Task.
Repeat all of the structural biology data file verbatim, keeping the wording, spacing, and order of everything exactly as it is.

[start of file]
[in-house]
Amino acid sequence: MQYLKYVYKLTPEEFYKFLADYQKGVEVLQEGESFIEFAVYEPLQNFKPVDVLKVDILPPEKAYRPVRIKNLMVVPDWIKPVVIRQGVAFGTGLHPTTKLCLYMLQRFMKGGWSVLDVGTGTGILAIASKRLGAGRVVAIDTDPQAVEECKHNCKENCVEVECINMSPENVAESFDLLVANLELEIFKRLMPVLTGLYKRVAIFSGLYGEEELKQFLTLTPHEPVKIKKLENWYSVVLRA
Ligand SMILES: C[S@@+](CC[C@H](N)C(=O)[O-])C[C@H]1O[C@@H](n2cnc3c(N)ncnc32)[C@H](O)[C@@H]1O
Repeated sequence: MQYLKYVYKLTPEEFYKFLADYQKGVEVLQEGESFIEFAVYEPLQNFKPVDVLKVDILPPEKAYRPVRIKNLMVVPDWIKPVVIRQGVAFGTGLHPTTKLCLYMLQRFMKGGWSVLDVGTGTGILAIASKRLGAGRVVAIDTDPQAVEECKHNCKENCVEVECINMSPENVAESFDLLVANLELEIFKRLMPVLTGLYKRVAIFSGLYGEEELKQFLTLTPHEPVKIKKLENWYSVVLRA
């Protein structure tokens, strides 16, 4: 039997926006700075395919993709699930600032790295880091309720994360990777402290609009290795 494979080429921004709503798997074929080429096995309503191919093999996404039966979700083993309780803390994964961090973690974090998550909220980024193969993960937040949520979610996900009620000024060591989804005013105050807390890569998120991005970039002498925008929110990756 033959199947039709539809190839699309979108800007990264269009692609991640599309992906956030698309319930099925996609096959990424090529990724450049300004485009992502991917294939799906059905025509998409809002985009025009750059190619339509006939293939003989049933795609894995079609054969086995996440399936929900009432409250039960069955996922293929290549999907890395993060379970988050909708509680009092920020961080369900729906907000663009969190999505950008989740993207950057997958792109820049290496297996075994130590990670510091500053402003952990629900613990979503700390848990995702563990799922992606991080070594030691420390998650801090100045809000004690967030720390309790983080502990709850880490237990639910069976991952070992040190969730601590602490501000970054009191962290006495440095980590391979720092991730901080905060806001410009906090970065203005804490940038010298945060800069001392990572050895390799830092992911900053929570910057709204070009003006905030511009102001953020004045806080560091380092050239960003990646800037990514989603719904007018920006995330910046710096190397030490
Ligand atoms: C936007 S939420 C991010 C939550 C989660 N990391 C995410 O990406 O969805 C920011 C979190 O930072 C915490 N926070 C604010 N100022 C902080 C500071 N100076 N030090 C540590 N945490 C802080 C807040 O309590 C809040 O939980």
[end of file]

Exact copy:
[in-house]
Amino acid sequence: MQYLKYVYKLTPEEFYKFLADYQKGVEVLQEGESFIEFAVYEPLQNFKPVDVLKVDILPPEKAYRPVRIKNLMVVPDWIKPVVIRQGVAFGTGLHPTTKLCLYMLQRFMKGGWSVLDVGTGTGILAIASKRLGAGRVVAIDTDPQAVEECKHNCKENCVEVECINMSPENVAESFDLLVANLELEIFKRLMPVLTGLYKRVAIFSGLYGEEELKQFLTLTPHEPVKIKKLENWYSVVLRA
Ligand SMILES: C[S@@+](CC[C@H](N)C(=O)[O-])C[C@H]1O[C@@H](n2cnc3c(N)ncnc32)[C@H](O)[C@@H]1O
Repeated sequence: MQYLKYVYKLTPEEFYKFLADYQKGVEVLQEGESFIEFAVYEPLQNFKPVDVLKVDILPPEKAYRPVRIKNLMVVPDWIKPVVIRQGVAFGTGLHPTTKLCLYMLQRFMKGGWSVLDVGTGTGILAIASKRLGAGRVVAIDTDPQAVEECKHNCKENCVEVECINMSPENVAESFDLLVANLELEIFKRLMPVLTGLYKRVAIFSGLYGEEELKQFLTLTPHEPVKIKKLENWYSVVLRA
């Protein structure tokens, strides 16, 4: 039997926006700075395919993709699930600032790295880091309720994360990777402290609009290795 494979080429921004709503798997074929080429096995309503191919093999996404039966979700083993309780803390994964961090973690974090998550909220980024193969993960937040949520979610996900009620000024060591989804005013105050807390890569998120991005970039002498925008929110990756 033959199947039709539809190839699309979108800007990264269009692609991640599309992906956030698309319930099925996609096959990424090529990724450049300004485009992502991917294939799906059905025509998409809002985009025009750059190619339509006939293939003989049933795609894995079609054969086995996440399936929900009432409250039960069955996922293929290549999907890395993060379970988050909708509680009092920020961080369900729906907000663009969190999505950008989740993207950057997958792109820049290496297996075994130590990670510091500053402003952990629900613990979503700390848990995702563990799922992606991080070594030691420390998650801090100045809000004690967030720390309790983080502990709850880490237990639910069976991952070992040190969730601590602490501000970054009191962290006495440095980590391979720092991730901080905060806001410009906090970065203005804490940038010298945060800069001392990572050895390799830092992911900053929570910057709204070009003006905030511009102001953020004045806080560091380092050239960003990646800037990514989603719904007018920006995330910046710096190397030490
Ligand atoms: C936007 S939420 C991010 C939550 C989660 N990391 C995410 O990406 O969805 C920011 C979190 O930072 C915490 N926070 C604010 N100022 C902080 C500071 N100076 N030090 C540590 N945490 C802080 C807040 O309590 C809040 O939980």